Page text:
Do you ever get to where you're sick of your decor' and think nothing looks good? I sometimes do and recently it lead me to taking all of the pictures and mirror off of my entry wall. I hung two different paintings/pictures over the entry table and left them up for a day or so only to decide that I missed the mirror hanging there. So, I hung it up right back where it had been and decided to rearrange the table top vignette for Autumn. I've still not hung anything else but the mirror back on the wall, hence the reason you won't be seeing it today, but I am conjuring up a few ideas for the space.
Here is the Autumn themed entry table.
I usually have a piece or two from my red transferware collection displayed here but lately I have wanted to bring in more greens and browns. I brought out a couple of the reversible houndstooth blanket scarves I sell in my shop. I just love these because they are so versatile...they are tartan on the opposite side and come in several colorways. They are great as table runners, small lap throws and I even attached some to curtain panels and swagged them at the top so they look like valances. Here, I've got one on the table and one over the chair.
Did you notice the harvest painting? I found this original oil painting already framed at a local antique shop last Summer for such an unbelievably good price that, being an October birthday girl and loving everything Fall-ish and all, I just couldn't resist buying it. I really like it.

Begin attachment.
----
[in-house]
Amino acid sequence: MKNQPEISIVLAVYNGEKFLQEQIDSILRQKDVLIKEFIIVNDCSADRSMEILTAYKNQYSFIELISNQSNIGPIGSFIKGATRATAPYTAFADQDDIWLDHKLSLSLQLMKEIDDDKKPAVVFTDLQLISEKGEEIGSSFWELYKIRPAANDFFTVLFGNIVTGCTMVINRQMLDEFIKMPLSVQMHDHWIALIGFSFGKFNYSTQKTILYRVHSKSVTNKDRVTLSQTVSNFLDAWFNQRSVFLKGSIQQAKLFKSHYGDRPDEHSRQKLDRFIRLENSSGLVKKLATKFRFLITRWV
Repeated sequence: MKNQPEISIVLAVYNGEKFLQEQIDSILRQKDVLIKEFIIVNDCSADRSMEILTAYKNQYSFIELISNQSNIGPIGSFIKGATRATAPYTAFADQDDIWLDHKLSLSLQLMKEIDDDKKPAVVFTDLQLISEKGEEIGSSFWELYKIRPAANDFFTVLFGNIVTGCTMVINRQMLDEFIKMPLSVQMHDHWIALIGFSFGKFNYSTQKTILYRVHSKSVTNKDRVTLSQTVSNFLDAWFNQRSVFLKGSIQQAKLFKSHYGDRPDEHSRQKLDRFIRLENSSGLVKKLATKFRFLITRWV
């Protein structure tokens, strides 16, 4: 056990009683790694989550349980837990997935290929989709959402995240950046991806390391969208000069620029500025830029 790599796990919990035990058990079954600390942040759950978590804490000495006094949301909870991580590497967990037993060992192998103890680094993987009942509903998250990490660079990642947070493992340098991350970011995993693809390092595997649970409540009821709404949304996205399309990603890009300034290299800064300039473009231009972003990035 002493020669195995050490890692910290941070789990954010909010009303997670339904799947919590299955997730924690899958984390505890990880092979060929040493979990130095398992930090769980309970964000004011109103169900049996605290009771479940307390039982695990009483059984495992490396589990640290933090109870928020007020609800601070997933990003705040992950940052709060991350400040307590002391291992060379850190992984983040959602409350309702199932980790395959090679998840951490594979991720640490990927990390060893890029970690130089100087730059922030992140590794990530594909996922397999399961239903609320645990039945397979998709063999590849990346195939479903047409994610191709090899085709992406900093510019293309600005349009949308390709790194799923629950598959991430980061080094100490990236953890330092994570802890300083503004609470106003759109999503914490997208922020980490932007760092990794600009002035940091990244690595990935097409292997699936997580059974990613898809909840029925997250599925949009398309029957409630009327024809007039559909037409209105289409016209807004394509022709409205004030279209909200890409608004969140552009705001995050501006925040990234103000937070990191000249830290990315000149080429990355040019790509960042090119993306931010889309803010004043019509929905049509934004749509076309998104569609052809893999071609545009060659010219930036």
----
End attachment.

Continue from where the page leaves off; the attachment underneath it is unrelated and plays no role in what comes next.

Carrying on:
The antique transferware plate is a pattern called Sporting Scenes and is listed in my shop. It depicts a fox and his kill, a mallard. I thought I'd share a little about its maker. It was made by J. F. Wileman, predecessor to the highly collected and recognizable Shelley china, which begins its story in or around 1853-60. Henry Wileman, a London china and earthenware manufacturer who owned the Foley works, a large pottery between Fenton and Longton in Staffordshire England went into partnership with Joseph King Knight. Henry's sons, James and Charles, both joined their father in the business. Mr. Wileman built a second pottery for the sole purpose of producing fine china. Joseph B Shelley left the Dresden works and joined the Wileman family initially as a travelling salesperson. In 1864, Henry passed away and his sons split the two works with James running the earthenware works and Charles the china works. Charles retired in 1870 and James took over both potteries. He made Joseph Shelley his partner and the firm then became known and Wileman & Company. Later James would go on to running the earthenware works leaving Shelley to take charge of china production at the other works.
The backstamp dates the plate from 1870-92 which is known as the Aesthetic Movement. There are other scenes in the series, some with a hunter and dogs, some with dogs and birds like the other shown below. They are all nicely done and usually not too easy to find.
A few antique ads for the J F Wileman Pottery.
Below: Ad from The Pottery Gazette, February 1880
Below: Ad from The Pottery Gazette, American & Canadian Edition, January 1880
Hopefully I'll get to the rest of the entryway soon and be able to post then. Enjoy the remainder of your week!
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